New Zealand is a country in the southwestern Pacific Ocean consisting of 2 main islands, both marked by volcanoes and glaciation. Capital Wellington, on the North Island, is home to Te Papa Tongarewa, the expansive national museum. Wellington’s dramatic Mt. Victoria and the South Island’s Fiordland and Southern Lakes stood in for mythical Middle Earth in Peter Jackson’s "Lord of the Rings" films.
The country geographically comprises two main landmasses – that of the North Island, or Te Ika-a-Maui, and the South Island, or Te Waipounamu – and numerous smaller islands. New Zealand is situated some 1,500 kilometres (900 mi) east of Australia across the Tasman Sea and roughly 1,000 kilometres (600 mi) south of the Pacific island areas of New Caledonia, Fiji, and Tonga. Because of its remoteness, it was one of the last lands to be settled by humans. During its long isolation, New Zealand developed a distinctive biodiversity of animal, fungal and plant life. The country's varied topography and its sharp mountain peaks, such as the Southern Alps, owe much to the tectonic uplift of land and volcanic eruptions. New Zealand's capital city is Wellington, while its most populous city is Auckland.
Polynesians settled New Zealand in 1250–1300 CE and developed a distinctive Maori culture. Abel Tasman, a Dutch explorer, was the first European to sight New Zealand in 1642. In 1840, representatives of the British Crown and Maori Chiefs signed the Treaty of Waitangi, making New Zealand a British colony. Today, the majority of New Zealand's population of 4.5 million is of European descent; the indigenous Maori are the largest minority, followed by Asians and Pacific Islanders. Reflecting this, New Zealand's culture is mainly derived from Maori and early British settlers, with recent broadening arising from increased immigration. The official languages are English, Maori and New Zealand Sign Language, with English predominant. The country's economy was historically dominated by the export of wool, but exports of dairy products, meat, and wine, along with tourism, are more significant today.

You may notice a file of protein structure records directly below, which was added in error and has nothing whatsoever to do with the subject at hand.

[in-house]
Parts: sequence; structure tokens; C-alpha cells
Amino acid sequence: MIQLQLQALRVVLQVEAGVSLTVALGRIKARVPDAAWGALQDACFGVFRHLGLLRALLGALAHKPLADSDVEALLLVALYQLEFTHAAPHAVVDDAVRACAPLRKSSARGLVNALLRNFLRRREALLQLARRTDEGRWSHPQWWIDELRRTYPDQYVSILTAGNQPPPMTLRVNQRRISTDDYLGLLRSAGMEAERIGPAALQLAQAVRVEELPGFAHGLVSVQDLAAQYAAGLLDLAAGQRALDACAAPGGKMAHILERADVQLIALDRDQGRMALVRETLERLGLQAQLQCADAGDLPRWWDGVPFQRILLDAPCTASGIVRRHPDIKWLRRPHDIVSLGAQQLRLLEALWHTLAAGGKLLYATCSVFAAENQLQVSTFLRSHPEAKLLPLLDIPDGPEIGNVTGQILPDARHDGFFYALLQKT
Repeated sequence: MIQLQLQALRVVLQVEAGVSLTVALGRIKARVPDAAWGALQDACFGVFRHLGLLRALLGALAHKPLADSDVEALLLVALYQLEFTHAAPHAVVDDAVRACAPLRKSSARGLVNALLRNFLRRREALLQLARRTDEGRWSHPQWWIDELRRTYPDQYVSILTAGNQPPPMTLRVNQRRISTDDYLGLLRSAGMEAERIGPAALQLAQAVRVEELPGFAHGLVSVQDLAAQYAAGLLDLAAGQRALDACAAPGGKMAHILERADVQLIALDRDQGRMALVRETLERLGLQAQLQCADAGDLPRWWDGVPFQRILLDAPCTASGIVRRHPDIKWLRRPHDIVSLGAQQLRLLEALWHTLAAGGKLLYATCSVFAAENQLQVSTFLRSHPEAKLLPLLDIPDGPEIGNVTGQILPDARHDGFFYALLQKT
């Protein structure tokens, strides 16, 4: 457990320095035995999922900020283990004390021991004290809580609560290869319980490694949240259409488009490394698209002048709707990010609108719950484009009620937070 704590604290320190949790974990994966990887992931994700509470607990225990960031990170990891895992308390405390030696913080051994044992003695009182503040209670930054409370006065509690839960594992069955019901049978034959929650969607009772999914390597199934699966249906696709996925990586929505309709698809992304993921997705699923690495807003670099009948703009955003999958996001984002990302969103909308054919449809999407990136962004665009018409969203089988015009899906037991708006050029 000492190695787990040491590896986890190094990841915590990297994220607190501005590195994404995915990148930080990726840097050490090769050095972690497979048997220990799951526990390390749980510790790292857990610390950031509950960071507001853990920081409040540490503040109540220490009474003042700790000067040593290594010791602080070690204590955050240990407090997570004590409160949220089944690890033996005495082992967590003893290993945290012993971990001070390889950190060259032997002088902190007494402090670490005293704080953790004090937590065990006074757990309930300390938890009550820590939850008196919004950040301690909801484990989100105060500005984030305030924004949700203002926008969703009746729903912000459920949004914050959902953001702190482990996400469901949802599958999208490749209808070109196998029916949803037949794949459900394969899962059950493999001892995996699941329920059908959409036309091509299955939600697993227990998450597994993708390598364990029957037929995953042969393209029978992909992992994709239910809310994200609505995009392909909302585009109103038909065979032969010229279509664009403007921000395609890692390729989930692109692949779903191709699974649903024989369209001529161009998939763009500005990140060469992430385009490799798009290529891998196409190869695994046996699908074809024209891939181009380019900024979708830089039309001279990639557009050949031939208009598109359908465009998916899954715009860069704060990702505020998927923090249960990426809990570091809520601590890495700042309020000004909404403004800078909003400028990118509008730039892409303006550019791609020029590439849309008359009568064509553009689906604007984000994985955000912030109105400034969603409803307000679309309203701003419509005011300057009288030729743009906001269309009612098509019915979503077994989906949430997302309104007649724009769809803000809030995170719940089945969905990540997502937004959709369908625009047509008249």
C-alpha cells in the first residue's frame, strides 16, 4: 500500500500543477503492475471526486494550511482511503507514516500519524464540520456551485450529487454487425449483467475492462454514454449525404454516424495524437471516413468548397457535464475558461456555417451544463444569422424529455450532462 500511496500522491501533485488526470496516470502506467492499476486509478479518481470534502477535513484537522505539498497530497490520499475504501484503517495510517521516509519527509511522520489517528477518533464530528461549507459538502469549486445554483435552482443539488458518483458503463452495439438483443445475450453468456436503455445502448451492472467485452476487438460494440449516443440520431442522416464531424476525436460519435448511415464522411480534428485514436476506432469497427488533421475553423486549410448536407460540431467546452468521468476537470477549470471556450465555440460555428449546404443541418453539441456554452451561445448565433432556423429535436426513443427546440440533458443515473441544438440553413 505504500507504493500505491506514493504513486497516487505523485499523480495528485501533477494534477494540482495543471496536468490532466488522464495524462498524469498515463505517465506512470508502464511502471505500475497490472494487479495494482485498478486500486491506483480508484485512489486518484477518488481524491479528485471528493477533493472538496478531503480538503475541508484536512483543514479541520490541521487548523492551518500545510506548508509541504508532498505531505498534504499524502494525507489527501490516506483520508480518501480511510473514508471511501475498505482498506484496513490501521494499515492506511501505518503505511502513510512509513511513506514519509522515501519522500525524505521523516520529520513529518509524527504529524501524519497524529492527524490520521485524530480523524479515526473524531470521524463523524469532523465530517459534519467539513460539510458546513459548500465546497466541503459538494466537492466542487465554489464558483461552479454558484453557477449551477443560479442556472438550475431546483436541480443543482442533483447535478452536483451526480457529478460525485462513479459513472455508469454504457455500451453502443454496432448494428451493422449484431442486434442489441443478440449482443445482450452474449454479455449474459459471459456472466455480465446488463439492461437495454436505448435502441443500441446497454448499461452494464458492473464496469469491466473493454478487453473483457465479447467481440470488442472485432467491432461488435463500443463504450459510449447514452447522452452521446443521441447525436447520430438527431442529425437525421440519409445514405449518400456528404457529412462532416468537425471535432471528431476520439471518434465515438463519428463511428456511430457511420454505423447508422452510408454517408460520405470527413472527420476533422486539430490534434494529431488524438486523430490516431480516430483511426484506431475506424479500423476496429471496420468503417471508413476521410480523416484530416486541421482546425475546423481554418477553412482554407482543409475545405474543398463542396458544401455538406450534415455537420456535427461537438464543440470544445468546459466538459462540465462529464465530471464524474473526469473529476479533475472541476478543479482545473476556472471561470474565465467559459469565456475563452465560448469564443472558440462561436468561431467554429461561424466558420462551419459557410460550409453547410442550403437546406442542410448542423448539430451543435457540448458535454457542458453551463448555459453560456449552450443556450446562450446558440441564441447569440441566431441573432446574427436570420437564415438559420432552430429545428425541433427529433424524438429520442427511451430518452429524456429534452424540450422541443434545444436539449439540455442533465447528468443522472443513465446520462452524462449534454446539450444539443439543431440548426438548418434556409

Nationally, legislative authority is vested in an elected, unicameral Parliament, while executive political power is exercised by the Cabinet, led by the Prime Minister, who is currently John Key. Queen Elizabeth II is the country's head of state and is represented by a Governor-General. In addition, New Zealand is organised into 11 regional councils and 67 territorial authorities for local government purposes. The Realm of New Zealand also includes Tokelau (a dependent territory); the Cook Islands and Niue (self-governing states in free association with New Zealand); and the Ross Dependency, which is New Zealand's territorial claim in Antarctica. New Zealand is a member of the United Nations, Commonwealth of Nations, ANZUS, Organisation for Economic Co-operation and Development, Pacific Islands Forum and Asia-Pacific Economic Cooperation.